On Thursday, German prosecutors announced that authorities had prevented a deadly attack from a Tunisian national that would have used the virulent toxin ricin.
The prosecutors said the 29-year-old man was arrested on Tuesday night on suspicion on violating the country's War Weapons Control Act. Investigators found the ricin during a search of his Cologne apartment.
Authorities were unsure what the suspect’s plan was, but added he was working on a “biological weapon” and there was "initial suspicion" of him readying a terrorist attack. The New York Post reported the suspect began obtaining material online for his concoction, including seeds to make ricin, in mid-May. Authorities stated, “He procured 1,000 castor bean seeds online as well as an electronic coffee grinder.” The Post added the suspect “supposedly used instructions for the making of a ricin bomb that had been posted online by the extremist Islamic State group.”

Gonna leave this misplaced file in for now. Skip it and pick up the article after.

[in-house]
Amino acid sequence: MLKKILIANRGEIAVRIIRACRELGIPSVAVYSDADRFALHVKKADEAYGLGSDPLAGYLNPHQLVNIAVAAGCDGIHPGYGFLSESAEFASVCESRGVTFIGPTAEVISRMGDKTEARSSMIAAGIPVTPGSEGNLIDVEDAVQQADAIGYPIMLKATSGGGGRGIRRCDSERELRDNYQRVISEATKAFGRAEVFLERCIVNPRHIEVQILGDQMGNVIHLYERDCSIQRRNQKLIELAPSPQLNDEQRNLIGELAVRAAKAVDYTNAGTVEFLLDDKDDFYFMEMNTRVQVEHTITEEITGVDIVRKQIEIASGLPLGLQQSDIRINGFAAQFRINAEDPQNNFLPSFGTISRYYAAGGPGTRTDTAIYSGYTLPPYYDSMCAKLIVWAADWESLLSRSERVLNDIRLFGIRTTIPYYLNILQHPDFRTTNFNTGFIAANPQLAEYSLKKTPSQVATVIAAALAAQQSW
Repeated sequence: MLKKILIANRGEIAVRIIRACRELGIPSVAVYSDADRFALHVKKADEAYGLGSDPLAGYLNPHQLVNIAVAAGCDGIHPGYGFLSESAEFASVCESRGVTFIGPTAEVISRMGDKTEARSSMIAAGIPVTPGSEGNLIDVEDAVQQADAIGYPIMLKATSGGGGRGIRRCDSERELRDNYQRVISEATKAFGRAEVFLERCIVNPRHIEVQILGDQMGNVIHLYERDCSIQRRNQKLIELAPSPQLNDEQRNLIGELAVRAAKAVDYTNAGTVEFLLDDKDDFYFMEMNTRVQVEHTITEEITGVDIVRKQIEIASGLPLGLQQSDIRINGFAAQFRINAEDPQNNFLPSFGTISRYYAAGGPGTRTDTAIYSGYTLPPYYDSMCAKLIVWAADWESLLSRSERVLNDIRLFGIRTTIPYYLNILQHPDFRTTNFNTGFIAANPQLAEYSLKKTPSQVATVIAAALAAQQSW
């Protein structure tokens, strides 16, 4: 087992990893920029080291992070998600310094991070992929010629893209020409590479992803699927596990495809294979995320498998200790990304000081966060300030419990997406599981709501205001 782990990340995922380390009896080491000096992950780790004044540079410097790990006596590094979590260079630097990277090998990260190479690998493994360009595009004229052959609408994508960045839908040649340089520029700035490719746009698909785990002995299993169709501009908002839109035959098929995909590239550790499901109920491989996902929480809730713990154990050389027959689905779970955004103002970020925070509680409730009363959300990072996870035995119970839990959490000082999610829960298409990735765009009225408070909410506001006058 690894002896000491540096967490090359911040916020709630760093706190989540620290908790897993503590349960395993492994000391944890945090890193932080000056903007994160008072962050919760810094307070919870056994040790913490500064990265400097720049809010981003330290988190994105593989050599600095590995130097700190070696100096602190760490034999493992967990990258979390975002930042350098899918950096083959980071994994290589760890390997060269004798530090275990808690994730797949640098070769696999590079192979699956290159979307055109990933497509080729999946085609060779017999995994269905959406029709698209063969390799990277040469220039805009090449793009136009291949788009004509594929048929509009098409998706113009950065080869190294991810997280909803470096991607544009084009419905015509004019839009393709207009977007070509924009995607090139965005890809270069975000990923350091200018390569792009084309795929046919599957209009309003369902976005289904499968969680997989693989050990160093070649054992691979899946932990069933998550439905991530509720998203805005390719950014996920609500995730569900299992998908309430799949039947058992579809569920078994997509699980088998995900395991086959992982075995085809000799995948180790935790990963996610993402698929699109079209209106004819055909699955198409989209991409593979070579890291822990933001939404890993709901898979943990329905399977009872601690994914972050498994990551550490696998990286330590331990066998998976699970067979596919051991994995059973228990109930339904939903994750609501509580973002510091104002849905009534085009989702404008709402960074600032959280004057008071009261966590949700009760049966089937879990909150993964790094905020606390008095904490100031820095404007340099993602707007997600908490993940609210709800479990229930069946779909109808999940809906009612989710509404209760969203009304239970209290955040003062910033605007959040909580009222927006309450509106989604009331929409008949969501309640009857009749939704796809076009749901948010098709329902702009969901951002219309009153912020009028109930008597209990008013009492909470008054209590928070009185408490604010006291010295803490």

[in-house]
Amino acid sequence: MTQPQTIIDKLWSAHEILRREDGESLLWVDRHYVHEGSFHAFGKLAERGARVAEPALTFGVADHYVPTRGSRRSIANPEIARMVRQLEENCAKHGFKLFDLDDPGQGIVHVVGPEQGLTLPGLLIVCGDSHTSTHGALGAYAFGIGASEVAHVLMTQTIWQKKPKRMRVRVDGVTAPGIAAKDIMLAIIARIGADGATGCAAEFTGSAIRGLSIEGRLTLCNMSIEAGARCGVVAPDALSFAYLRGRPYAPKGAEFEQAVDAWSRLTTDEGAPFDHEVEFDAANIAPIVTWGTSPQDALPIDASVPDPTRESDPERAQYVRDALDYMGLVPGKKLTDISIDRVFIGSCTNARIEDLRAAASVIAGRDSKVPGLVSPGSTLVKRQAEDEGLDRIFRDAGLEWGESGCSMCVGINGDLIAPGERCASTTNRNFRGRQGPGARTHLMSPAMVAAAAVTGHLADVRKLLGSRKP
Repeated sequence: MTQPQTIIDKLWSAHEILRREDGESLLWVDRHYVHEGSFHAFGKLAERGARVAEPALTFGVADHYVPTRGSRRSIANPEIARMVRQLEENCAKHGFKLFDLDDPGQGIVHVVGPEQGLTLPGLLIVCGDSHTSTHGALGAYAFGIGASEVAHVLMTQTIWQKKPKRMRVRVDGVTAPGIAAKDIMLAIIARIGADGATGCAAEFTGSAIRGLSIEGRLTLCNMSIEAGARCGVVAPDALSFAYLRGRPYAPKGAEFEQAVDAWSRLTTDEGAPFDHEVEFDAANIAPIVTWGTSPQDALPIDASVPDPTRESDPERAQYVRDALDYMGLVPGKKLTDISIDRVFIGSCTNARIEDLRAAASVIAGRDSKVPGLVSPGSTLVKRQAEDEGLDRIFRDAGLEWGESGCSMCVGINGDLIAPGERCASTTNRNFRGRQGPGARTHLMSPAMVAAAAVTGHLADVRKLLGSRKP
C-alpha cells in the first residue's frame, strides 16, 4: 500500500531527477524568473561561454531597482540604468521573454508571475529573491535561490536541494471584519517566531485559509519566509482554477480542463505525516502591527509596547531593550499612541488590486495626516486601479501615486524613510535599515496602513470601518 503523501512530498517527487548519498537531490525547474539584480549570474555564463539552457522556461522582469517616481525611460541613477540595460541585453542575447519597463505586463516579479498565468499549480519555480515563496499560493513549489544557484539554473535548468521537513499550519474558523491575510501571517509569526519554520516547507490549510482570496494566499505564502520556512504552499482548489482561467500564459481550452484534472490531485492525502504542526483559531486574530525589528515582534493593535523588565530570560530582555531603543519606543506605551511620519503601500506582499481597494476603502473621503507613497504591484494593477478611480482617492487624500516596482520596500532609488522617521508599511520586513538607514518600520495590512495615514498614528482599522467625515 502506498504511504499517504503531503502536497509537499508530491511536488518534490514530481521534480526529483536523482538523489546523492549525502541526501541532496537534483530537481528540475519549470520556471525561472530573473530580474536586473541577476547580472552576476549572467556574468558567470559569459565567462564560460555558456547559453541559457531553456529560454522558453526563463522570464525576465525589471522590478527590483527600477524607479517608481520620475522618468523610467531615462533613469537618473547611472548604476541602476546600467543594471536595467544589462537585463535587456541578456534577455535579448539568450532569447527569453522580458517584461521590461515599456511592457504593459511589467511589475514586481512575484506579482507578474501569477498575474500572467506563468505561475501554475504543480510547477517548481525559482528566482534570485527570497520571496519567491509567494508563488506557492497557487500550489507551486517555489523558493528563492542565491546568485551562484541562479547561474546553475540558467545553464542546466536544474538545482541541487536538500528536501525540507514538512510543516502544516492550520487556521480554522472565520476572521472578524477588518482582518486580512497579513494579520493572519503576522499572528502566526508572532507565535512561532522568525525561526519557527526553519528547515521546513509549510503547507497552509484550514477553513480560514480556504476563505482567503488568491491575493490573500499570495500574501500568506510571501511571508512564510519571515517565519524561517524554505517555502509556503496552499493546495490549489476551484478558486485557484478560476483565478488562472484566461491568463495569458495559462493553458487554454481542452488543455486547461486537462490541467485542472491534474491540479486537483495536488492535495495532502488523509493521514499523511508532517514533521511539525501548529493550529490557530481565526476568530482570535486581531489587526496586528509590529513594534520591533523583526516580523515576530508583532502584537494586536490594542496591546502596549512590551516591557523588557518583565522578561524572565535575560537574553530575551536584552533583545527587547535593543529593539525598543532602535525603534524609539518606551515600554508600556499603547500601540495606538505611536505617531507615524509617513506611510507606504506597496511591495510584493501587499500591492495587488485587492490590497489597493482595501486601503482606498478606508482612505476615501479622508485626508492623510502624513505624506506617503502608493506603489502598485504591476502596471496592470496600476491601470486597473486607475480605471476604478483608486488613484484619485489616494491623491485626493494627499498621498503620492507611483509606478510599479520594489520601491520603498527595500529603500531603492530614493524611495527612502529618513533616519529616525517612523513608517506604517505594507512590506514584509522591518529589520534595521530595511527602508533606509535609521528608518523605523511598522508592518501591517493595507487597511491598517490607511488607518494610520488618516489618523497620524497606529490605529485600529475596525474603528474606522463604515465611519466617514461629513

Elmar Thevessen, a terrorism expert with NBC News' German partner ZDF, said, "Ricin is deadlier than then the venom of a cobra. A tiny amount is enough to kill an adult. In can be dissolved in water or added to food. There is no antidote." The Centers for Disease Control and Prevention adds, “Death from ricin poisoning could take place within 36 to 72 hours of exposure, depending on the route of exposure (inhalation, ingestion, or injection) and the dose received.”
In December 2016, another Tunisian national, Anis Amri, rammed a truck into crowds at a Berlin Christmas market, killing 12 people.